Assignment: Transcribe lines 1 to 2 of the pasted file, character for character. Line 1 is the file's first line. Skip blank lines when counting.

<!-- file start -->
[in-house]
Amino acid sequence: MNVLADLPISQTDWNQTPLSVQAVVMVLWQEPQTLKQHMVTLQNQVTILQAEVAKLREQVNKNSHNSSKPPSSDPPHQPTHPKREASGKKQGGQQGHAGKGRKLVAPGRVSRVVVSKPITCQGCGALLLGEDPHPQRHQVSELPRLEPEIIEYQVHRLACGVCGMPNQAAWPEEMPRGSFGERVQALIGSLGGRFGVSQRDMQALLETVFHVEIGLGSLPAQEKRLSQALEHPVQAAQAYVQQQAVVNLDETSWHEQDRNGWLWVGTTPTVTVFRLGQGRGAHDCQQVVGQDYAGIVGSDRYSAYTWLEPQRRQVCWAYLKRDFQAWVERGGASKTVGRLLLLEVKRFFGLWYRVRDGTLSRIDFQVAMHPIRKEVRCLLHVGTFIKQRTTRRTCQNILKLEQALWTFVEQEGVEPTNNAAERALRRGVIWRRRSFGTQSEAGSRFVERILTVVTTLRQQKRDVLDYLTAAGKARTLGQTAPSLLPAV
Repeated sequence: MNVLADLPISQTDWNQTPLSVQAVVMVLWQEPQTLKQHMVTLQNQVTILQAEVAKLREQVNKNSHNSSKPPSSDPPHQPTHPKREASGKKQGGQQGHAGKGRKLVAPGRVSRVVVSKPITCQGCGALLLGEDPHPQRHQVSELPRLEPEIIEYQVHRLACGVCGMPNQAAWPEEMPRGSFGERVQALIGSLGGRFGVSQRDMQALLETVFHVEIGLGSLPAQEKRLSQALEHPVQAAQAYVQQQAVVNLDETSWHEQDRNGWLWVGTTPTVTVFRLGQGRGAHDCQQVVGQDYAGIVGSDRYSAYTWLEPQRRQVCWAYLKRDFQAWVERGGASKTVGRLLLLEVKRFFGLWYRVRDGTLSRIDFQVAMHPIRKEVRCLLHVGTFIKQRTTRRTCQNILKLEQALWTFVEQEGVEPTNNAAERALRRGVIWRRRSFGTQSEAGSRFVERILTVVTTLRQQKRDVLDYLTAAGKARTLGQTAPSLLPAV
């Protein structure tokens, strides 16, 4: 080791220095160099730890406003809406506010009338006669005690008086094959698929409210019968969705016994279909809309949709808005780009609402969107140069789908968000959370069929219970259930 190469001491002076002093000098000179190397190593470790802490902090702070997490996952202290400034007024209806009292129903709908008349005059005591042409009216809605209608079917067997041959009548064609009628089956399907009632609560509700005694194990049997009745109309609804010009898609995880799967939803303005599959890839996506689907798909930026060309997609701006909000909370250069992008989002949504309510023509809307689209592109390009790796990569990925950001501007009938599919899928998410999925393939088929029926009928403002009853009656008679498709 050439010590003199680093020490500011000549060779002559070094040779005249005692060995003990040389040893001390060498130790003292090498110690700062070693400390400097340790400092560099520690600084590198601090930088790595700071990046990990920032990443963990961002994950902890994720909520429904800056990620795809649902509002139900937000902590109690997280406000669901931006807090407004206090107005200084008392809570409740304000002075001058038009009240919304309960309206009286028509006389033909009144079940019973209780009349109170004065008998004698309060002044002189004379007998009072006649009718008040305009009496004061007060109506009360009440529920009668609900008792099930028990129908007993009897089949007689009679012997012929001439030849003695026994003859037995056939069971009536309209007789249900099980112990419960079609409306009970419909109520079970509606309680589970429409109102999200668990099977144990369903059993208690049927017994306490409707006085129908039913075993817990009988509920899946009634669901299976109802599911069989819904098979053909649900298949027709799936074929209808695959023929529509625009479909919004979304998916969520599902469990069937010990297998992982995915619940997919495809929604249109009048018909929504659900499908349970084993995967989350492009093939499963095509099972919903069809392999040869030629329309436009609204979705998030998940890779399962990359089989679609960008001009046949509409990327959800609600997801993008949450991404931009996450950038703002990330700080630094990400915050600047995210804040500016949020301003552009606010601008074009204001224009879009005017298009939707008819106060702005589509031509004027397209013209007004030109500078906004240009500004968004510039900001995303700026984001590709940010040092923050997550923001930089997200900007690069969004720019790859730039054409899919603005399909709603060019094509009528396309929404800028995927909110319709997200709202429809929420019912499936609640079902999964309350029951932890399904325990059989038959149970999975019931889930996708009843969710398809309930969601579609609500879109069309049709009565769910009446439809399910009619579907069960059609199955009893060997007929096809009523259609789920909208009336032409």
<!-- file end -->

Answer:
[in-house]
Amino acid sequence: MNVLADLPISQTDWNQTPLSVQAVVMVLWQEPQTLKQHMVTLQNQVTILQAEVAKLREQVNKNSHNSSKPPSSDPPHQPTHPKREASGKKQGGQQGHAGKGRKLVAPGRVSRVVVSKPITCQGCGALLLGEDPHPQRHQVSELPRLEPEIIEYQVHRLACGVCGMPNQAAWPEEMPRGSFGERVQALIGSLGGRFGVSQRDMQALLETVFHVEIGLGSLPAQEKRLSQALEHPVQAAQAYVQQQAVVNLDETSWHEQDRNGWLWVGTTPTVTVFRLGQGRGAHDCQQVVGQDYAGIVGSDRYSAYTWLEPQRRQVCWAYLKRDFQAWVERGGASKTVGRLLLLEVKRFFGLWYRVRDGTLSRIDFQVAMHPIRKEVRCLLHVGTFIKQRTTRRTCQNILKLEQALWTFVEQEGVEPTNNAAERALRRGVIWRRRSFGTQSEAGSRFVERILTVVTTLRQQKRDVLDYLTAAGKARTLGQTAPSLLPAV